John D MacDonald – Barrier Island

“That island is inside the West Bay County limits, and I tell you there is no way he could have gotten the county and state permits.”

“When they added Bernard to the Gulf Islands National Seashore, then the whole thing about permits became academic, Wade.”

“And this is where I say Aha!”

“I don’t exactly follow you.”

“Just when did Tuck Loomis find out they were going to take over that particular barrier island and add it to the rest of them?”

“When everybody else did, I guess. When it was announced. Last month. When the Park Service began condemnation. That put a stop to all sales and development. That’s when they put seven hundred thousand in escrow as payment for Tuck’s island.”

“When did Tuck start planning the development?”

“Hmmm. Maybe two years ago.”

“Isn’t it worth seventy-seven thousand to make a land scam look a little more legitimate? Hell, we both know what he paid the Campana family for it.”

“Half a million dollars.”

“Ten thousand down and a note for the balance.”

“What are you getting at, Wade, dammit? Look what he paid for all that raw land he turned into Parklands.”

“And look at the amount of money he put into it out there, Bern! He and Colonel Barkis and Fred Pittman. Let me tell you a couple of things they can use to lift our license to do business, Bern. Employing an unlicensed salesman. Who exactly is selling these lots? Collecting an illegal commission.

Did you ever hear of one-and-a-half percent for paperwork? Filing false instruments. Are these legitimate sales, or part of a scam? Conspiracy to defraud. Defraud who? The government?”

Bern jumped up, scowling. “Honest to Christ, Wade. You get to be more of an old lady every year. Riker checked it out. He didn’t bring up any of that stuff. Thanks to Tuck Loomis, we had a damn good year, and we’ll be able to stuff nice money into the Keoghs. And here’s something I haven’t told you. Tuck told me that when it comes time to open up that final five hundred acres at the Parklands, he might let us handle it. Do some of your damn arithmetic on that!”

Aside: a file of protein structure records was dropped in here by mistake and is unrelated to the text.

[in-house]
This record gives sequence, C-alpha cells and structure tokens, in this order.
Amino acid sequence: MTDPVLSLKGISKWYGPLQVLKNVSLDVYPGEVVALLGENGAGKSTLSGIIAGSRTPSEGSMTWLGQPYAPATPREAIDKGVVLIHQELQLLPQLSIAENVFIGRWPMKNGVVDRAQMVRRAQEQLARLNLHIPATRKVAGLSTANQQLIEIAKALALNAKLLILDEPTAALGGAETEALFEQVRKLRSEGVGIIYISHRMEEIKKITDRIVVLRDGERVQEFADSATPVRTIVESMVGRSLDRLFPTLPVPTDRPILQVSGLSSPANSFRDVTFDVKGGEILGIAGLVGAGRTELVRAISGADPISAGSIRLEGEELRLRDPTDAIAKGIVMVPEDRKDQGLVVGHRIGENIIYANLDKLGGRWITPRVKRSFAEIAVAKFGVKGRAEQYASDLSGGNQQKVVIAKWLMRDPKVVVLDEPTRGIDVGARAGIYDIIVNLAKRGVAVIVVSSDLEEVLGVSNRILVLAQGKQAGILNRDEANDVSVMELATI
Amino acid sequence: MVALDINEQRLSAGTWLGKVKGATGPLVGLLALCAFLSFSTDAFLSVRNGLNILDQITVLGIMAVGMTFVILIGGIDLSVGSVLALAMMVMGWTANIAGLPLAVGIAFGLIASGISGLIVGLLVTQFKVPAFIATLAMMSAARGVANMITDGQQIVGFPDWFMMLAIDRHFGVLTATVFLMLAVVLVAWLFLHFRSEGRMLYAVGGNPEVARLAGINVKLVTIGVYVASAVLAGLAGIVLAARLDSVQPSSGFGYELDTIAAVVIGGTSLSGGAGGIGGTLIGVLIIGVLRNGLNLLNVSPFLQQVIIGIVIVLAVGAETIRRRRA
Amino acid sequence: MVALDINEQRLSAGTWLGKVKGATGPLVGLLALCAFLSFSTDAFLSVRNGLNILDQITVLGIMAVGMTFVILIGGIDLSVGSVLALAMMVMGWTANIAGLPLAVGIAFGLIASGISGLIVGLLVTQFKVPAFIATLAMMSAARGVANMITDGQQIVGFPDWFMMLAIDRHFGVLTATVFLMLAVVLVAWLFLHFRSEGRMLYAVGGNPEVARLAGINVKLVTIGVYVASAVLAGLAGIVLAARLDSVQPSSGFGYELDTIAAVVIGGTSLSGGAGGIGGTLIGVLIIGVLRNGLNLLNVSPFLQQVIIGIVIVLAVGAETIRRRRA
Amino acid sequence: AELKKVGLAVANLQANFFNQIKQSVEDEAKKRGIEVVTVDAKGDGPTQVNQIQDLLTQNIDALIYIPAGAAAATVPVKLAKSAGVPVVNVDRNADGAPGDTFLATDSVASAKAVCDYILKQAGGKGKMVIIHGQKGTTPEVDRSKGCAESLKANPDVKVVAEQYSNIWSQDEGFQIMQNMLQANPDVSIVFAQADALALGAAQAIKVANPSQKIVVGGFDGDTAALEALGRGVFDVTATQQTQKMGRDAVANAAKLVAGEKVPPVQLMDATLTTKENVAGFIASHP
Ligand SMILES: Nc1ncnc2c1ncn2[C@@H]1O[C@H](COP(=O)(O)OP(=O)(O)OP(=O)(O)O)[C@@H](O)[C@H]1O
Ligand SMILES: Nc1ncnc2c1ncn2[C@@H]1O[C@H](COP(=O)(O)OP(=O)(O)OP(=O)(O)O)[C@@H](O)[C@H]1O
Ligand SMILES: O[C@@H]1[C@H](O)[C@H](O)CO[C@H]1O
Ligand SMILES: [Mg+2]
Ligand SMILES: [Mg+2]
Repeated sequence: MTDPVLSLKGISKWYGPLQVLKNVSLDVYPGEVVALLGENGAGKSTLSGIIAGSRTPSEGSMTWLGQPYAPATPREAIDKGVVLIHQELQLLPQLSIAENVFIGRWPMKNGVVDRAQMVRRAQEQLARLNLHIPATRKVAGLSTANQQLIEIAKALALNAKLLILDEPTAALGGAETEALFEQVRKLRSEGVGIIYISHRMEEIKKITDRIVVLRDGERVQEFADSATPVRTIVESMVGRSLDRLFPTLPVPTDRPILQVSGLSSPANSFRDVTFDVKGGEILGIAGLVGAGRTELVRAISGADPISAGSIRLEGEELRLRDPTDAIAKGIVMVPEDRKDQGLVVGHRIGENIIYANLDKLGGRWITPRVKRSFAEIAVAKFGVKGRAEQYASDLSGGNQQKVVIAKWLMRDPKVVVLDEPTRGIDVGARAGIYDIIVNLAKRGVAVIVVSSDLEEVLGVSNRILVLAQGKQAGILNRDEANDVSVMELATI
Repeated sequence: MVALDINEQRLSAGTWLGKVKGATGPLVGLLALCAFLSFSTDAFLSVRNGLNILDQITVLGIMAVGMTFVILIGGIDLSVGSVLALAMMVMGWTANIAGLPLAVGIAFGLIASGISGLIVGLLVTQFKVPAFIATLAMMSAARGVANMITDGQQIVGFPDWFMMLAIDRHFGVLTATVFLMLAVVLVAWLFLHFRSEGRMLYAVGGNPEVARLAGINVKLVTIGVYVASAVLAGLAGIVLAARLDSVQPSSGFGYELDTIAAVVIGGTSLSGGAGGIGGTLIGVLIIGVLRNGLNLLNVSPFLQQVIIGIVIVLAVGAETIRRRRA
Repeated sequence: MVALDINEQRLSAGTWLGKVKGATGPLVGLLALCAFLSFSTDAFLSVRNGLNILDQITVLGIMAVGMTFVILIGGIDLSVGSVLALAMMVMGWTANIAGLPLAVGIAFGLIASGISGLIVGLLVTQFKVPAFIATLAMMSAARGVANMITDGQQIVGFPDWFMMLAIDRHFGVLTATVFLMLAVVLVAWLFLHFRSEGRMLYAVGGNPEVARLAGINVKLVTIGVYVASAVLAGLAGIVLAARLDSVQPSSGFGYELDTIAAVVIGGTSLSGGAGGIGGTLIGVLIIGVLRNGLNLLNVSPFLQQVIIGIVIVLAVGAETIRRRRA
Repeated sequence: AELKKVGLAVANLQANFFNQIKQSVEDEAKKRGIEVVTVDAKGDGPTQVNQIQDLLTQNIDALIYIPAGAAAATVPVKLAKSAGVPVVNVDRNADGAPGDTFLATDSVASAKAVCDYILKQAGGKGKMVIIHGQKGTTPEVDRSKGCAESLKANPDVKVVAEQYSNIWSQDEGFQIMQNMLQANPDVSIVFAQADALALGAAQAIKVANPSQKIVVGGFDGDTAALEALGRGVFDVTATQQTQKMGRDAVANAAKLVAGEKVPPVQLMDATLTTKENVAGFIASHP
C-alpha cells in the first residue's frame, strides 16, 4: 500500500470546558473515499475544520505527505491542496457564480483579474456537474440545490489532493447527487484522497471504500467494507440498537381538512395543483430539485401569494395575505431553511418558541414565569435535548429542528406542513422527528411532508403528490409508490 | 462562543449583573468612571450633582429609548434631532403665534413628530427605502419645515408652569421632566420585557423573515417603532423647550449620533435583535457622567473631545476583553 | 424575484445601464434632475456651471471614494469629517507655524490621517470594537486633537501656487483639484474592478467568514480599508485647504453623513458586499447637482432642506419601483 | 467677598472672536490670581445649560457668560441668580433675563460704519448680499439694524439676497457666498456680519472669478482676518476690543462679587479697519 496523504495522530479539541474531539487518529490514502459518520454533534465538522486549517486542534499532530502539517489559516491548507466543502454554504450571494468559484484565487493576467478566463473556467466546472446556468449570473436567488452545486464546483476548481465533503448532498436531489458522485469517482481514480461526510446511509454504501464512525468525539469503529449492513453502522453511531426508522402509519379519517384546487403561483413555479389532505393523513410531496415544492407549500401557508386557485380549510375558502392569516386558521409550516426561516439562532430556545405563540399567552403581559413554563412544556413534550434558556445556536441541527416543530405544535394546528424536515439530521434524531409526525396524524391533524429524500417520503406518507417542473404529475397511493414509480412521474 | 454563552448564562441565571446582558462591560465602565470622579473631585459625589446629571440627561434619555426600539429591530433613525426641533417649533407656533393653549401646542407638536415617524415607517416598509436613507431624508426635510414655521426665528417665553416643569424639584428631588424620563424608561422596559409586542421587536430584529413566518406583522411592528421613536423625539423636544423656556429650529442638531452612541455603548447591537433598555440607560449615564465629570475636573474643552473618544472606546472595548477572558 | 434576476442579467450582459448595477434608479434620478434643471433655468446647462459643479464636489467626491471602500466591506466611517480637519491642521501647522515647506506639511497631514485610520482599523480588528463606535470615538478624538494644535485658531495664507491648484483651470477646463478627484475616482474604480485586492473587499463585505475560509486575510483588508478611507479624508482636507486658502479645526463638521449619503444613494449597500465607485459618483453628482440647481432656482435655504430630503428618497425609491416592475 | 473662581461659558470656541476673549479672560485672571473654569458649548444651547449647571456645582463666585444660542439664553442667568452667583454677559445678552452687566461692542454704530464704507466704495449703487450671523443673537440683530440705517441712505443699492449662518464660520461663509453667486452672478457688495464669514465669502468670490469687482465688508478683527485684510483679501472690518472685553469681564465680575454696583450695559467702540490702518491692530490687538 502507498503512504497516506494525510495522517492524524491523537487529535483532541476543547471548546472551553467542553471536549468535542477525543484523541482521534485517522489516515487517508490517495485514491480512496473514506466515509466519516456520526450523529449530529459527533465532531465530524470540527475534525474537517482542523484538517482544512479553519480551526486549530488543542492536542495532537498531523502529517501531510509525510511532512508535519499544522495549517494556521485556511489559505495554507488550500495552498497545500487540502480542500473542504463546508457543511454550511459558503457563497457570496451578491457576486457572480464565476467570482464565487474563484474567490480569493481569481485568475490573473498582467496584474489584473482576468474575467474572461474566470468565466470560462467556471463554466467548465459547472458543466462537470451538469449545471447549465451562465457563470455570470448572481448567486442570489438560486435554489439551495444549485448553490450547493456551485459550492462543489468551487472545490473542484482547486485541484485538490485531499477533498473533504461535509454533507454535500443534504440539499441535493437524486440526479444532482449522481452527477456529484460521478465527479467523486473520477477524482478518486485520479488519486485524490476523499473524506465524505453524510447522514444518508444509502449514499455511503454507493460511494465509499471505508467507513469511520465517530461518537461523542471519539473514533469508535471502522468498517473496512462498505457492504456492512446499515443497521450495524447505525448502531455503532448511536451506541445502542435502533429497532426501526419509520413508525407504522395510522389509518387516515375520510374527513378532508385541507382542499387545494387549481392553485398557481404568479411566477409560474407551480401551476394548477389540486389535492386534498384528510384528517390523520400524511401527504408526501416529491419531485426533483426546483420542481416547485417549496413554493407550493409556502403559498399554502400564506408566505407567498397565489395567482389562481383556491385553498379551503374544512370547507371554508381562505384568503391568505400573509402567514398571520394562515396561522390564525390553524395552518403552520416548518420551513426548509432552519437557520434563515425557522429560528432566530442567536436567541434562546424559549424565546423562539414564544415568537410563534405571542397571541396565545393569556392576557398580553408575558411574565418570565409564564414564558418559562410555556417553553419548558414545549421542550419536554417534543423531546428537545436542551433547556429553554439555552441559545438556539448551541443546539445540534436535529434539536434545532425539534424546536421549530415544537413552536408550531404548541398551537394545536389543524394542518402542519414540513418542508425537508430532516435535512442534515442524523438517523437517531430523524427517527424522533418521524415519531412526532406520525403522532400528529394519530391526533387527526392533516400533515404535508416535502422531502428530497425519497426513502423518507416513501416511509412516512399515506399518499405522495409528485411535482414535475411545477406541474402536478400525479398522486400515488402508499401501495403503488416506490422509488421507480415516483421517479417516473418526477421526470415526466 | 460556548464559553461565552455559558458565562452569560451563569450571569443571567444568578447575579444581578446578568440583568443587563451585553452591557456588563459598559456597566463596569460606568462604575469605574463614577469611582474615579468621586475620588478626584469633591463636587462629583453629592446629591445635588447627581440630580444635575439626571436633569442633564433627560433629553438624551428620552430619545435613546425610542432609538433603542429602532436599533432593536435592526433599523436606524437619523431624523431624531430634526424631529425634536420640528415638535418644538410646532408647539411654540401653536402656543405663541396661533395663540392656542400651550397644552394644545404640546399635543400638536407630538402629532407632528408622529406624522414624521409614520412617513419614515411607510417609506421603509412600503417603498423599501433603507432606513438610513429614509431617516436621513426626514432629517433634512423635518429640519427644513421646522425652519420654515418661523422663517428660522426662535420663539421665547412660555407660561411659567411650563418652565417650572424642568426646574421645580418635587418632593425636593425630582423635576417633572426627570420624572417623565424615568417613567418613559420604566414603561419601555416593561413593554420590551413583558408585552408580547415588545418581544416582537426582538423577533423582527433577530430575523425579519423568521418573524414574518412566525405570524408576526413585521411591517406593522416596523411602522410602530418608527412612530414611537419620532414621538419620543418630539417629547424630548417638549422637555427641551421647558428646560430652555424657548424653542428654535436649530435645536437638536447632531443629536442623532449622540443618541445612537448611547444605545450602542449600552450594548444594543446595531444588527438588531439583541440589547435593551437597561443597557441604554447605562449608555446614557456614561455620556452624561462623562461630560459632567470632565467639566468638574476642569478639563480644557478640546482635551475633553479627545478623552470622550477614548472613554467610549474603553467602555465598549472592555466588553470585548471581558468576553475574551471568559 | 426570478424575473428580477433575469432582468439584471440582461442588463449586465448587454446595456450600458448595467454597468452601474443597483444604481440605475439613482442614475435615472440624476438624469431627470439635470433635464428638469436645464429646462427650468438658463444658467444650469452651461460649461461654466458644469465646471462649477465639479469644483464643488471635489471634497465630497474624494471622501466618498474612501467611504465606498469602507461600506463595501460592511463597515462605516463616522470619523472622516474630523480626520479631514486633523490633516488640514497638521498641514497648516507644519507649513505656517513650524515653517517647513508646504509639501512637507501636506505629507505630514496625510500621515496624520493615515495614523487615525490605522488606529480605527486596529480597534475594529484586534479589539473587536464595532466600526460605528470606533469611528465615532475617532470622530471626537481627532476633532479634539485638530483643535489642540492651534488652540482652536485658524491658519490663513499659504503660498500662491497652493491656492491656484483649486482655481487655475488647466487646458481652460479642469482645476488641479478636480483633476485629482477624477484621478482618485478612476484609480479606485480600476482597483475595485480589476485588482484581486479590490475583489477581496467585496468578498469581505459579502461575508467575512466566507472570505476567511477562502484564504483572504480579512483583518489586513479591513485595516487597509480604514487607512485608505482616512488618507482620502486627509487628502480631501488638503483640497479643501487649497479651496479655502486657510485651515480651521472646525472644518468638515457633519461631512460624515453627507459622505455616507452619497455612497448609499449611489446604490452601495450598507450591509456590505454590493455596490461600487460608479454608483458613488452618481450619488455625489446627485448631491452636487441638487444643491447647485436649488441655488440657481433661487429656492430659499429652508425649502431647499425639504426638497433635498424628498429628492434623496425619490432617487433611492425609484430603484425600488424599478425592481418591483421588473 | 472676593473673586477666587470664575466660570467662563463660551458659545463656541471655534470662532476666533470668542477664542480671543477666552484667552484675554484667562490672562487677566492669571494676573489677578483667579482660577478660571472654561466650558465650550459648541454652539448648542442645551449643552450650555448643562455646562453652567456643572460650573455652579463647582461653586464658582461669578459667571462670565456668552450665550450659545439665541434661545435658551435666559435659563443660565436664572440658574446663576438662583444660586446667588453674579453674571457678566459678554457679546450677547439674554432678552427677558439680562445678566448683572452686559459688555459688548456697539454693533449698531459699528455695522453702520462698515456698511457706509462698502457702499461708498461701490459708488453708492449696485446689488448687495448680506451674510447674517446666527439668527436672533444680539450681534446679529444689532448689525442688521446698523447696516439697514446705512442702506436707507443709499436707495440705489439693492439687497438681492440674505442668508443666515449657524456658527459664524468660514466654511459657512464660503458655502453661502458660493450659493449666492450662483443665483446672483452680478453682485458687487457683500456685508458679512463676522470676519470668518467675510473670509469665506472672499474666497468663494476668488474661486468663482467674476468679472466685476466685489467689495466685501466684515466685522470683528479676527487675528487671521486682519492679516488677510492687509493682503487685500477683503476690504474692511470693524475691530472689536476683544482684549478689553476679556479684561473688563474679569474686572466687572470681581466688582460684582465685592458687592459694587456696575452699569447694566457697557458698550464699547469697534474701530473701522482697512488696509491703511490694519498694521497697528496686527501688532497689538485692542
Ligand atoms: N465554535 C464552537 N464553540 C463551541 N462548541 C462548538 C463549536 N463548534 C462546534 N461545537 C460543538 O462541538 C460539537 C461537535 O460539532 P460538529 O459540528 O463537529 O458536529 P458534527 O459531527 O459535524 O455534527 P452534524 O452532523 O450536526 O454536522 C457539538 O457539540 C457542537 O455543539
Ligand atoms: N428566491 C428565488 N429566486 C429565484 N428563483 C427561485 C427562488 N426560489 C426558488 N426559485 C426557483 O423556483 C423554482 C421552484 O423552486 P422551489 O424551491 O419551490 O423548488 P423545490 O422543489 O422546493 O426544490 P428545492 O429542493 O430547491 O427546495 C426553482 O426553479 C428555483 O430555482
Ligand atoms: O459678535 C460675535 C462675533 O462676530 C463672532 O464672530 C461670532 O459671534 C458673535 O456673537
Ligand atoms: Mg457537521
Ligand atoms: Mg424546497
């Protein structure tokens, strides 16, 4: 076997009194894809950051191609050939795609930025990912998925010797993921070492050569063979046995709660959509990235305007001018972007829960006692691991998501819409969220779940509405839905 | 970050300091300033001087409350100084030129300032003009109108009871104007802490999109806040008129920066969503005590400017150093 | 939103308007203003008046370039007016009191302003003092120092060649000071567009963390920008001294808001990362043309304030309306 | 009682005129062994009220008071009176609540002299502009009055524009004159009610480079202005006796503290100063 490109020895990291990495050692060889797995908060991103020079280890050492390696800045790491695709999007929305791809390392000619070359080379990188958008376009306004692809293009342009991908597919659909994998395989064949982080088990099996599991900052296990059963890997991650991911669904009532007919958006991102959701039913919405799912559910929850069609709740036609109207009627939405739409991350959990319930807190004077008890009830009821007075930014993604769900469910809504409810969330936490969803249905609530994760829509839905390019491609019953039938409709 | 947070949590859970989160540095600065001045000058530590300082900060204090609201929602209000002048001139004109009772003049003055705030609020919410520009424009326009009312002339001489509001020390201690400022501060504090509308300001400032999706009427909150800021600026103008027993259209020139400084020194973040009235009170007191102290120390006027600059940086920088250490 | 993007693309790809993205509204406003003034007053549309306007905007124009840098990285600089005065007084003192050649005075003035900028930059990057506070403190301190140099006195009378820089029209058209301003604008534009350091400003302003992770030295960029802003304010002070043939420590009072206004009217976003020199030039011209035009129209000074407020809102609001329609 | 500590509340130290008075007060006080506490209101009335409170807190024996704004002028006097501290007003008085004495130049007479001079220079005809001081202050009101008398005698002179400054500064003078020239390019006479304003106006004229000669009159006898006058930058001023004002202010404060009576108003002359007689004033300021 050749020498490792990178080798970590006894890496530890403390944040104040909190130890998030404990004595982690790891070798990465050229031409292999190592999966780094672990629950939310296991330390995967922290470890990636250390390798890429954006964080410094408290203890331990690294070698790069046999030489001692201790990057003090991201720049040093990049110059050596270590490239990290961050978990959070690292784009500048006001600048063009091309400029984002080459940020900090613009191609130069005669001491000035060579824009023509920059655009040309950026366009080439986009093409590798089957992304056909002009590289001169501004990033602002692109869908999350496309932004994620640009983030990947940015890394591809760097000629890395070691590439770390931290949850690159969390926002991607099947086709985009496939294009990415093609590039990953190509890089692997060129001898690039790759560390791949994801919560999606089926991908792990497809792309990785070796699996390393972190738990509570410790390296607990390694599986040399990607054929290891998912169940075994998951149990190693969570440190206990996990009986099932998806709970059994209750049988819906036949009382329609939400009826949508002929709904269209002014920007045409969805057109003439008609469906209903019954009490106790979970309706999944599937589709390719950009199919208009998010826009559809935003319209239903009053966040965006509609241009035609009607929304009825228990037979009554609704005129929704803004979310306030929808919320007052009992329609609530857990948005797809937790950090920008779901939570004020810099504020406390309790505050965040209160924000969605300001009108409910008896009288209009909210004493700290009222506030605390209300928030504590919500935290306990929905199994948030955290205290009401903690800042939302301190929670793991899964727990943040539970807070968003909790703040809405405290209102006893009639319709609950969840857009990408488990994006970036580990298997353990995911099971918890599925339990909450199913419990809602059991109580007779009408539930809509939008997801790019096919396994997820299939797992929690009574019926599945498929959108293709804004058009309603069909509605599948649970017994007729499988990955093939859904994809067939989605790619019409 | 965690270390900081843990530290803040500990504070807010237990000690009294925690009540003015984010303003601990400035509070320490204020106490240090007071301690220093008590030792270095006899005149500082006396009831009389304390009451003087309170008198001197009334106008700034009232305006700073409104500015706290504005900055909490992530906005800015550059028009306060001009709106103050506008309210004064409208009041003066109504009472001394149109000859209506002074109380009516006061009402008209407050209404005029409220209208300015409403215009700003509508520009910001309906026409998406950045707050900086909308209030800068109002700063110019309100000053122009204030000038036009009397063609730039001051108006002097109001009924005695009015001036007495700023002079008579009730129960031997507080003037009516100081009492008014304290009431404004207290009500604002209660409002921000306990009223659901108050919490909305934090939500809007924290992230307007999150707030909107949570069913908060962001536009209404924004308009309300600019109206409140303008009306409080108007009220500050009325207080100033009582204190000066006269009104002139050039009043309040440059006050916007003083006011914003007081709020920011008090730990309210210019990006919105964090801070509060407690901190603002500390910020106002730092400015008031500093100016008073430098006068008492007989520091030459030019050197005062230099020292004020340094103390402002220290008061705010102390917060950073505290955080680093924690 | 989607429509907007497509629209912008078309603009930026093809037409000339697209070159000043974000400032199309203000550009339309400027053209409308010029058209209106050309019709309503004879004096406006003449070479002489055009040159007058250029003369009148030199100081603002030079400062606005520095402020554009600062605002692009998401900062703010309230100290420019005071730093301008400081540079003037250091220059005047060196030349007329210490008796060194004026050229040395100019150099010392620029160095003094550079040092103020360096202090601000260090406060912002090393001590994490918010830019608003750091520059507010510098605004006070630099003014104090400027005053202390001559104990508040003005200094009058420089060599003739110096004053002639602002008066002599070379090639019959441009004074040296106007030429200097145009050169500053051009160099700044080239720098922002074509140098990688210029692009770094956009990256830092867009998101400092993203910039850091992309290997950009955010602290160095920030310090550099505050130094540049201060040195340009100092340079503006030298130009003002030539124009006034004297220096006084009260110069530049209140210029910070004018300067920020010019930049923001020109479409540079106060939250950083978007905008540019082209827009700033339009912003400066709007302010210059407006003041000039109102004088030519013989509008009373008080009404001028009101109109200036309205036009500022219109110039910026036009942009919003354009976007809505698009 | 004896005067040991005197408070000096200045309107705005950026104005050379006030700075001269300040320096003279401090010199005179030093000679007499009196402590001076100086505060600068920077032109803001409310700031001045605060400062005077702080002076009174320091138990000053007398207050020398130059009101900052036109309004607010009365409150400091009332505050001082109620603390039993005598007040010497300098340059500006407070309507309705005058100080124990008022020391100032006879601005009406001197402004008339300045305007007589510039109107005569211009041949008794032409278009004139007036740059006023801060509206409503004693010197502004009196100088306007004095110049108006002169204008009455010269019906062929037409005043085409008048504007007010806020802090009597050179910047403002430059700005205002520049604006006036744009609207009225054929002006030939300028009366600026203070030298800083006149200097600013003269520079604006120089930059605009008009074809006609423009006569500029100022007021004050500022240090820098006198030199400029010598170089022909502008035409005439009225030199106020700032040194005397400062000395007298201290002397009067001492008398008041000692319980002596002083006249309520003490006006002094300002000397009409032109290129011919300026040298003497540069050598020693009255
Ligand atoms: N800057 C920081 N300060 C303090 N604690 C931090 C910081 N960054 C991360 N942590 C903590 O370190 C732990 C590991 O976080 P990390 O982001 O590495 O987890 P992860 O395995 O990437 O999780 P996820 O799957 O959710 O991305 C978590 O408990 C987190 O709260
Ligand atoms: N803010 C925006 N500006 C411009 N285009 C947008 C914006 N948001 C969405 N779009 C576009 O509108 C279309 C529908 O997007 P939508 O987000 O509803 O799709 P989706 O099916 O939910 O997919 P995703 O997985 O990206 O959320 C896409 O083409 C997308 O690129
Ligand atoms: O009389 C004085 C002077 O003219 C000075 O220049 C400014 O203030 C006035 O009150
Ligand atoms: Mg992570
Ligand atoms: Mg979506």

“When did he tell you that?”

“I don’t know. Last year maybe.”

“Way back when he wrote you the letter asking us to handle the mortgage deeds?”

“I guess so.”

“And that’s what made you so hot to trot. Why did he pick us, Bern?”

“Maybe he likes the way we do business.”

“Tuck likes money, women and bourbon, in that order.”

“Do you think he was kidding me?”

“I think he was encouraging you to not look too close at these Bernard Island mortgage deeds.”

“I’m not some innocent kid!” Bern shouted and sat down again, so hard that his chair rolled back and thumped against the mural of the county map on the wall behind his desk.

“I don’t want some big scuffle about this,” Wade said. “All I want you to do is think about it. And if you decide that maybe, just maybe, our necks are out, and that something might come out at the condemnation proceedings that could hurt us, you write me a detailed letter about why we shouldn’t have gotten into this thing, and I will write you one, seconding your opinion, and those letters will go in the file and we will have something to produce if we have to, something besides a confession of greed.”

“You are worrying too much. It’s over. We did it and collected the money, and no more is coming in, not from that arrangement. It’s over, Wade. So ease up on it, will you?”

“Nothing like that is ever over. Not when it’s in the records. Not when it looks funny. So let’s at least try to cover ourselves with the letters to each other. And put in yours the verbal promise he made about the five hundred acres he’s going to open up at Parklands.”

“No way.”

“I convinced you we ought to get out of the bank and build this building three years ago. And they’ve been bumping the rent at the bank ever since.”

“Mark up one for you.”

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